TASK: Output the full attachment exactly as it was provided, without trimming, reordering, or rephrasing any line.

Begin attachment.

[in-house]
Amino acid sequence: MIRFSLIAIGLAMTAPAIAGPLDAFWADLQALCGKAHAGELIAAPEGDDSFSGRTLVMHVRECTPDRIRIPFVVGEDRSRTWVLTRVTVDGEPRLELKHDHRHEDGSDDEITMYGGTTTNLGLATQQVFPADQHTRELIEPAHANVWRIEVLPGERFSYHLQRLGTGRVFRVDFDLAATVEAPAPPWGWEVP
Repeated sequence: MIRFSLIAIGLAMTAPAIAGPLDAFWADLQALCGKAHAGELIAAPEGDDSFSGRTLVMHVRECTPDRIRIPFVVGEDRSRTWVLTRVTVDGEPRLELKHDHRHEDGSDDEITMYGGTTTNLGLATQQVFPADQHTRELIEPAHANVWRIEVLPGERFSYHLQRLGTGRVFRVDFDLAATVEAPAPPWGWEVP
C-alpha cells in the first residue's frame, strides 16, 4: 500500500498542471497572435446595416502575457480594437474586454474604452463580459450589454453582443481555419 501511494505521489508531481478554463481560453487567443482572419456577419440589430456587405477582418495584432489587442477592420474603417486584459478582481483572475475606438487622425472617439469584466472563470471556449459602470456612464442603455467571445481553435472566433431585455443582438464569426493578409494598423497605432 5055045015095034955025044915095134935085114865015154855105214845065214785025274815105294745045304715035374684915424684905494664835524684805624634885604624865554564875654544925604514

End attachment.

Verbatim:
[in-house]
Amino acid sequence: MIRFSLIAIGLAMTAPAIAGPLDAFWADLQALCGKAHAGELIAAPEGDDSFSGRTLVMHVRECTPDRIRIPFVVGEDRSRTWVLTRVTVDGEPRLELKHDHRHEDGSDDEITMYGGTTTNLGLATQQVFPADQHTRELIEPAHANVWRIEVLPGERFSYHLQRLGTGRVFRVDFDLAATVEAPAPPWGWEVP
Repeated sequence: MIRFSLIAIGLAMTAPAIAGPLDAFWADLQALCGKAHAGELIAAPEGDDSFSGRTLVMHVRECTPDRIRIPFVVGEDRSRTWVLTRVTVDGEPRLELKHDHRHEDGSDDEITMYGGTTTNLGLATQQVFPADQHTRELIEPAHANVWRIEVLPGERFSYHLQRLGTGRVFRVDFDLAATVEAPAPPWGWEVP
C-alpha cells in the first residue's frame, strides 16, 4: 500500500498542471497572435446595416502575457480594437474586454474604452463580459450589454453582443481555419 501511494505521489508531481478554463481560453487567443482572419456577419440589430456587405477582418495584432489587442477592420474603417486584459478582481483572475475606438487622425472617439469584466472563470471556449459602470456612464442603455467571445481553435472566433431585455443582438464569426493578409494598423497605432 5055045015095034955025044915095134935085114865015154855105214845065214785025274815105294745045304715035374684915424684905494664835524684805624634885604624865554564875654544925604514